Background: To explore the relationship between adult Attention Deficit/ Hyperactivity Disorder (ADHD), antistreptococcal titers, ABGA, and recurrent infections during early childhood. Method: Childhood history of recurrent infections and a blood sample were collected in a sample of DSM-IV adult outpatients with ADHD. The anti-streptolysin O (ASO), anti-deoxyribonuclease B (anti-DNase B), and anti-basal ganglia antibodies (ABGA) titers were determined in patient plasma by enzyme-linked immunosorbent assay (ELISA). Titers positivity was evaluated following manufacturer’s specifications. Absolute titers were also collected as continuous variables. Results: Fourteen out of 22 (63.6%) have had recurrent infections in childhood (i.e., seven, 31.8%, have had tonsillitis or adenoiditis and seven, 31.8%, have had any other infections). Eighteen patients (81.9%) were positive for anti-DNase B, five (22.7%) for ASO, and 4 (18.2%) were positive for both of them. Five participants (22.7%) were ABGA positive, whereas only two (9.1%) were positive for all three antibodies. Conclusions: patients with ADHD might be more prone to infections during childhood and subclinical streptococcal infections during adulthood. Moreover, they seem to have an increased risk for basal ganglia autoimmunity in adulthood. Both infections and the ensuing acquired autoimmunity could influence the neurodevelopmental process, by contributing, at least in part, to the ADHD pathogenesis.

Early childhood infections, antistreptococcal and basal ganglia antibodies in adult ADHD: a preliminary study

Oliva F.;di Girolamo G.;Malandrone F.;Iaia N.;Biasi F.;Maina G.
2020

Abstract

Background: To explore the relationship between adult Attention Deficit/ Hyperactivity Disorder (ADHD), antistreptococcal titers, ABGA, and recurrent infections during early childhood. Method: Childhood history of recurrent infections and a blood sample were collected in a sample of DSM-IV adult outpatients with ADHD. The anti-streptolysin O (ASO), anti-deoxyribonuclease B (anti-DNase B), and anti-basal ganglia antibodies (ABGA) titers were determined in patient plasma by enzyme-linked immunosorbent assay (ELISA). Titers positivity was evaluated following manufacturer’s specifications. Absolute titers were also collected as continuous variables. Results: Fourteen out of 22 (63.6%) have had recurrent infections in childhood (i.e., seven, 31.8%, have had tonsillitis or adenoiditis and seven, 31.8%, have had any other infections). Eighteen patients (81.9%) were positive for anti-DNase B, five (22.7%) for ASO, and 4 (18.2%) were positive for both of them. Five participants (22.7%) were ABGA positive, whereas only two (9.1%) were positive for all three antibodies. Conclusions: patients with ADHD might be more prone to infections during childhood and subclinical streptococcal infections during adulthood. Moreover, they seem to have an increased risk for basal ganglia autoimmunity in adulthood. Both infections and the ensuing acquired autoimmunity could influence the neurodevelopmental process, by contributing, at least in part, to the ADHD pathogenesis.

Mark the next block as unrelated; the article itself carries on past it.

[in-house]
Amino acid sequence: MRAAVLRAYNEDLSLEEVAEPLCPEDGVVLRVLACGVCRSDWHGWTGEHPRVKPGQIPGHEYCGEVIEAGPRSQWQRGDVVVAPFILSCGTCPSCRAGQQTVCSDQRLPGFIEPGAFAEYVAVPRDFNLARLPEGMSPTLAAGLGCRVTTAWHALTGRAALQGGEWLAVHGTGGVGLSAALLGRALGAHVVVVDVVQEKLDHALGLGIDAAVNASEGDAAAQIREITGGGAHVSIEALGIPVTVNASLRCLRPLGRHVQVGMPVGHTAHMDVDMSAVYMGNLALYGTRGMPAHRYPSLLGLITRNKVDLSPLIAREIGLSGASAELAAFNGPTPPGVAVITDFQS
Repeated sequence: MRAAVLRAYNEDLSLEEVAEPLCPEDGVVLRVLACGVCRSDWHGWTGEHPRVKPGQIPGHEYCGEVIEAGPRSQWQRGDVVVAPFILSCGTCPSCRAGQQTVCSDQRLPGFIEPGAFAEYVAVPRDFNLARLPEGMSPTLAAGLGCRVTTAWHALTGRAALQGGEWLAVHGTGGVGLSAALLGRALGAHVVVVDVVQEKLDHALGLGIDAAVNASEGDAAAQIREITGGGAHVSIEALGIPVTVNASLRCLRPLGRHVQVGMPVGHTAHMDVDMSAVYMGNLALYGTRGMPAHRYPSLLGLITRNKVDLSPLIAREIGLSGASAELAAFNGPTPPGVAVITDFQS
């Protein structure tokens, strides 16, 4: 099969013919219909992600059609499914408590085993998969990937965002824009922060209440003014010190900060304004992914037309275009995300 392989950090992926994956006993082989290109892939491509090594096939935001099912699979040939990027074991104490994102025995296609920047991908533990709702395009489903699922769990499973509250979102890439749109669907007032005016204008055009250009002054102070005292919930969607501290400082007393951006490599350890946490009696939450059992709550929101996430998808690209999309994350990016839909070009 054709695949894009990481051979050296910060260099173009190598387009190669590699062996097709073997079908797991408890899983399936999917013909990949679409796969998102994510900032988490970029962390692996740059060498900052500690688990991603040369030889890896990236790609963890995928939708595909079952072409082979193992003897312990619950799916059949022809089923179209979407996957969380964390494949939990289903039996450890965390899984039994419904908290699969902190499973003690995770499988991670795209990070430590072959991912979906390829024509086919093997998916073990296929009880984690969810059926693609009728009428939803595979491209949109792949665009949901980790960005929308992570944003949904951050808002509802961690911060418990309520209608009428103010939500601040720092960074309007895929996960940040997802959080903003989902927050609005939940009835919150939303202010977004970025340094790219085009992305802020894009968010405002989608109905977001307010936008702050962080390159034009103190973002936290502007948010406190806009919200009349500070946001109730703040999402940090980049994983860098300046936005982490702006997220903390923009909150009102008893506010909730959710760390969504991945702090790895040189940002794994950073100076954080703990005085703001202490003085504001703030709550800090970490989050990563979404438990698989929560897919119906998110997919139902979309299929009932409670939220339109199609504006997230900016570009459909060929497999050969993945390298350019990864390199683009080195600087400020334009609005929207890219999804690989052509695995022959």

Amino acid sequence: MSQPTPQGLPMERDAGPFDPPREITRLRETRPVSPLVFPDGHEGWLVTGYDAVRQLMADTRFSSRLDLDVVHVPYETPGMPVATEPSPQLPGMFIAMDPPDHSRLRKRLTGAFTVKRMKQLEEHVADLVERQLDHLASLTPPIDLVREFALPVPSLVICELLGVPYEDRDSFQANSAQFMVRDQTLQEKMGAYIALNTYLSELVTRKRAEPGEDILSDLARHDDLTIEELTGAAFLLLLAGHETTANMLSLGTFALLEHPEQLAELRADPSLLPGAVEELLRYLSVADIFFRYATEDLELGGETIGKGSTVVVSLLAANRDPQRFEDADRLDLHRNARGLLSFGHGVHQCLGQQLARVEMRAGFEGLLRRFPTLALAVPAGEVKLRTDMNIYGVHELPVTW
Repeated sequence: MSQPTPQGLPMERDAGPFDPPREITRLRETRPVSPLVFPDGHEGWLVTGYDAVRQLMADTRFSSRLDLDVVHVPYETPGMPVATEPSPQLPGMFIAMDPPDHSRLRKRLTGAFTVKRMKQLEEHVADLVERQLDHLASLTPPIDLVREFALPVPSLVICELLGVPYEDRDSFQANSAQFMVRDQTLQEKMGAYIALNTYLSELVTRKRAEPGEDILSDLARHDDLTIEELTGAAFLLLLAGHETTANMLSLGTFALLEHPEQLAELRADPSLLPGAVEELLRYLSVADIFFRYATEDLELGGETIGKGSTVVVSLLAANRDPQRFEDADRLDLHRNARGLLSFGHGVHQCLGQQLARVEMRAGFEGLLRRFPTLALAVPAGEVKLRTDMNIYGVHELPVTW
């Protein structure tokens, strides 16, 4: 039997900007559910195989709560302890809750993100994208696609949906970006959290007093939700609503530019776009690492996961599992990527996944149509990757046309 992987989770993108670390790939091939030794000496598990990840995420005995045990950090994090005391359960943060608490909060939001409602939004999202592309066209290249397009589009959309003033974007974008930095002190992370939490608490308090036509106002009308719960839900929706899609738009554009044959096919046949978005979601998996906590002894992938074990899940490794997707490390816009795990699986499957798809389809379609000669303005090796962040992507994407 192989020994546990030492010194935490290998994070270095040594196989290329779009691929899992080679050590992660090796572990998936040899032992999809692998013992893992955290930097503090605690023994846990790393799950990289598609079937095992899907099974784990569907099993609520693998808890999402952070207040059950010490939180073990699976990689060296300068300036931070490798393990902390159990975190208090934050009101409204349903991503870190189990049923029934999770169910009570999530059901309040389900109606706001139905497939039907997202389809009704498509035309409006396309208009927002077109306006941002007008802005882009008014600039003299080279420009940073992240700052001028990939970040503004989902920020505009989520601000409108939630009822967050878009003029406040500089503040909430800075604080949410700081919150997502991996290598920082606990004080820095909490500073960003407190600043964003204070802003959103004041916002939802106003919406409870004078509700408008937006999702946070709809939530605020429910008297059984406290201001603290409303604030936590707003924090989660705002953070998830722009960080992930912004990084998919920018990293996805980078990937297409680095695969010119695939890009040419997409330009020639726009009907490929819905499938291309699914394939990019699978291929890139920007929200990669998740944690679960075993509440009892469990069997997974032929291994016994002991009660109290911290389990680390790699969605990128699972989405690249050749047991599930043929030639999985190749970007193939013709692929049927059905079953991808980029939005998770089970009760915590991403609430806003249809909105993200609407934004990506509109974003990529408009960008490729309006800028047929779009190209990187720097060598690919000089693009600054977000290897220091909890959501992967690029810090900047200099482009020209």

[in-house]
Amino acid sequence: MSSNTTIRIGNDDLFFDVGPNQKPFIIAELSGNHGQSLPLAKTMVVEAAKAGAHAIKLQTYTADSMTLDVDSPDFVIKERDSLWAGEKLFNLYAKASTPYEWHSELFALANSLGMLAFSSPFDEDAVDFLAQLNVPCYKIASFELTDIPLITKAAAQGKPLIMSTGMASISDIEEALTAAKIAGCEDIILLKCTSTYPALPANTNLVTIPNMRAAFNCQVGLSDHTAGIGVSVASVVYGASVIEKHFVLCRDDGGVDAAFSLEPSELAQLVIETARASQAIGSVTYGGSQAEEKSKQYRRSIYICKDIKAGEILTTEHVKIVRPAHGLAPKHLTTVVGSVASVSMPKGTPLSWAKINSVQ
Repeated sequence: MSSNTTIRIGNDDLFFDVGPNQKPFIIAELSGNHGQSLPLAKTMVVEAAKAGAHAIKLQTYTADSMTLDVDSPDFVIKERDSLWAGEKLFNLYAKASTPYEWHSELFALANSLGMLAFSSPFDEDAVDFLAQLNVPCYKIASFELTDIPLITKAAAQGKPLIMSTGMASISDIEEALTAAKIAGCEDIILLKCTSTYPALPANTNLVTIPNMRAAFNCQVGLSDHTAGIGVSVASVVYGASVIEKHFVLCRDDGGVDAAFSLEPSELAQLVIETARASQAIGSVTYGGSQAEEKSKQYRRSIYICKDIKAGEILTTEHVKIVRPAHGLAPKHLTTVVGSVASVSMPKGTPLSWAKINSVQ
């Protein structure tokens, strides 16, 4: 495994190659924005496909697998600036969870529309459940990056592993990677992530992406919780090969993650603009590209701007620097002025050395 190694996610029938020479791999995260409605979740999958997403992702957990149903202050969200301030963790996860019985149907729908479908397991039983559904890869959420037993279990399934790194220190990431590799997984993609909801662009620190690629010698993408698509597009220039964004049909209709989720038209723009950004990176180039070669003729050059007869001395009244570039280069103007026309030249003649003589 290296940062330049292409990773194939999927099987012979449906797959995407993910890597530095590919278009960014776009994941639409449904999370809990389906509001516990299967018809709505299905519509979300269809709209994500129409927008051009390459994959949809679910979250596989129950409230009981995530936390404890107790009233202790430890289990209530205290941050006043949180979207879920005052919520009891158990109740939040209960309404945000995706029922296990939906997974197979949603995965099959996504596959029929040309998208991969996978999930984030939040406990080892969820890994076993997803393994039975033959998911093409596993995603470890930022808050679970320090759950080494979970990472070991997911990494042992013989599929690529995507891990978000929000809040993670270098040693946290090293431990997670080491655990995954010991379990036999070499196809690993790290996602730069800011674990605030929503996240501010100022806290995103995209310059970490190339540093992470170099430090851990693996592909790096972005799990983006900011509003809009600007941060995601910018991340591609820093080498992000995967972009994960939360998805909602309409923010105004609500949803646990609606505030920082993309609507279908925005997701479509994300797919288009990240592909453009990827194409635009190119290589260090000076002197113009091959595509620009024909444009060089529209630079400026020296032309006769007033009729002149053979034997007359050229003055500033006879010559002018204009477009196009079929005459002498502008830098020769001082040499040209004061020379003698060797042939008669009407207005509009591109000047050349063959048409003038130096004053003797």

BMC PSYCHIATRY
20
1
542
548
ABGA; ADHD; Adult; Anti-deoxyribonuclease B; Anti-streptolysin O; Basal ganglia; Group a streptococcus
Oliva F.; di Girolamo G.; Malandrone F.; Iaia N.; Biasi F.; Maina G.
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Utilizza questo identificativo per citare o creare un link a questo documento: http://hdl.handle.net/2318/1764102
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